Dodrans

(112 words)

Author(s): Mlasowsky, Alexander (Hannover)
[German version] In the Roman system of weights and measures the dodrans denotes 3/4 (9/12) of the whole unit (the whole dempto quadrante). The dodrans was used in measuring length ( pes) and surface area ( iugerum), in laws of inheritance and obligations and in calculating time. Based on the Roman pound ( libra: 327,45 gm), it weighed 245,59 gm [1. 150]. The dodrans appeared as a coin under M. Metellus in 127 BC (bust of Vulcanus/Prora), as also a year later under C. Cassius, together with the Bes, minted in bronze with the value marking S [2. 288; 290].  Bes;  Iugerum;  Libra;  Pes Mlasowsk…

Aroura

(130 words)

Author(s): Mlasowsky, Alexander (Hannover)
[German version] (ἄρουρα; ároura). Actually denoting ‘earth’ or ‘agricultural land’, aroura is the Greek term for the Egyptian Sett (arable land). As a measure of area, the aroura represents a square with sides of 100 cubits (each measuring 52.5 cm), thus 2,756 m2. The measure originates in the pharaonic period (attested since the 4th dynasty), and continues in use under the Ptolemies and the Romans in Egypt as a measure of land area. In Roman Palestine the aroura corresponds to two Roman iugeraiugum , 5,046 m2). The aroura is subdivided down to 1/4,096.  Iugerum;  …

Amphora

(308 words)

Author(s): Scheibler, Ingeborg (Krefeld) | Mlasowsky, Alexander (Hannover)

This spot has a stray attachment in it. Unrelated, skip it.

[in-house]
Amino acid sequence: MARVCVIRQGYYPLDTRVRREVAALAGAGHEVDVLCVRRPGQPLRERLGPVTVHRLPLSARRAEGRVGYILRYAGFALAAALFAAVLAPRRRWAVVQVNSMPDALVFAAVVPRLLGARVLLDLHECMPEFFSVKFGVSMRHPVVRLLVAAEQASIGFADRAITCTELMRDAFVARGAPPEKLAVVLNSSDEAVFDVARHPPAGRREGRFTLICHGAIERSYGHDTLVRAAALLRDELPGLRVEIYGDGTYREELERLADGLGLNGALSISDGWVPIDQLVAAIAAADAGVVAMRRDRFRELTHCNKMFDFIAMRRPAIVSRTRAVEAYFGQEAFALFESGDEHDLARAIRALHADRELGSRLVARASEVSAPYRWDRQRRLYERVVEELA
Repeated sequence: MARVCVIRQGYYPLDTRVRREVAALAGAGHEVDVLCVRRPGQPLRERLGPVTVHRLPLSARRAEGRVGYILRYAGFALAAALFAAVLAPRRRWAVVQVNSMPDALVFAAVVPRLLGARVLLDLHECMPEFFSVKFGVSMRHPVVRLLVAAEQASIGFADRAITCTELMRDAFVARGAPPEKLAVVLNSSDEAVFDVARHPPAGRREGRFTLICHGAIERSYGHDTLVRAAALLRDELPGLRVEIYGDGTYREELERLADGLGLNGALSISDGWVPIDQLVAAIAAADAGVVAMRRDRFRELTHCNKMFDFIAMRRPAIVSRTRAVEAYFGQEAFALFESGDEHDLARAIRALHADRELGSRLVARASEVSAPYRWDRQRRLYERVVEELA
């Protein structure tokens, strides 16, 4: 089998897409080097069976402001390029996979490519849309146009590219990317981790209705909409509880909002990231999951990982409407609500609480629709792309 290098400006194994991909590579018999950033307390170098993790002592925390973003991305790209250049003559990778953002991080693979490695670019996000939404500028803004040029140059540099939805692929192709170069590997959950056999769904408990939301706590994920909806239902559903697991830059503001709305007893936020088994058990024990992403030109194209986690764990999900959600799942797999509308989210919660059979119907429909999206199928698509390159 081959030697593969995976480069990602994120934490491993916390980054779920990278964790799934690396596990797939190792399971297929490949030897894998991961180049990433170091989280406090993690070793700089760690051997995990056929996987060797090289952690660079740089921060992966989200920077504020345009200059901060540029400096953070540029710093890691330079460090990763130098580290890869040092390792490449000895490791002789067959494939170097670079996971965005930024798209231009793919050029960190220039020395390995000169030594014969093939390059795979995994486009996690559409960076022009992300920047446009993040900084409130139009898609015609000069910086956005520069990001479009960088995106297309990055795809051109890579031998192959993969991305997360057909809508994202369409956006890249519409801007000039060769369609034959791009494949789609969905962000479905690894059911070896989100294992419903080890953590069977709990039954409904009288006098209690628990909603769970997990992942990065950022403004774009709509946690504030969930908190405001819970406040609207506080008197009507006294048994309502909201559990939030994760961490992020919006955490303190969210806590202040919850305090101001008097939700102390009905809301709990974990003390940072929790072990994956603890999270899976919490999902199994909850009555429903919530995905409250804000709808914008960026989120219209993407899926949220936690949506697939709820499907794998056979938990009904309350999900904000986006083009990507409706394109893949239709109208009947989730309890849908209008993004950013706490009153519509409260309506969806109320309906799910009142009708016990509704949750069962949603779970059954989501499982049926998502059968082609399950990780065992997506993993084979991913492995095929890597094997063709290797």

[German version] [1] Storage and transport vessel (ἀμφορεύς; amphoreús). Two-handled, bulbous storage and transport vessel with a narrow neck. The predominant form of storage vessels in antiquity, these have survived mainly in clay, rarely in bronze, precious metals, glass or onyx. Among  household equipment regarded as undecorated ceramics for everyday use ( Clay vessels II). Painted amphoras served ritual purposes as ornamental items on graves, urns for storing ashes, food storage vessels for the dead…

Akaina

(101 words)

Author(s): Mlasowsky, Alexander (Hannover)
[German version] (Ἄκαινα; ákaina). Originally a rod for driving animals, it was also used by the Greeks as a staff for surveying fields and is equivalent to 10 feet (πούς; poús); regionally it varies between c. 27 and 35 cm. Ten akainai are equal to one   plethron . An area of 100 square feet is called an akaina in Ptolemaic Egypt.  Measures;  Plethron;  Pous Mlasowsky, Alexander (Hannover) Bibliography F. Hultsch, Griech. und röm. Metrologie, 21882 Id., s. v. A., RE I 1, 1893, 1138-1139 E. Pfeiffer, Die alten Längen- und Flächenmaße, 1986 O. A. W. Dilke, Mathematik, Maße und Gewichte …

Dareikos

(318 words)

Author(s): Mlasowsky, Alexander (Hannover)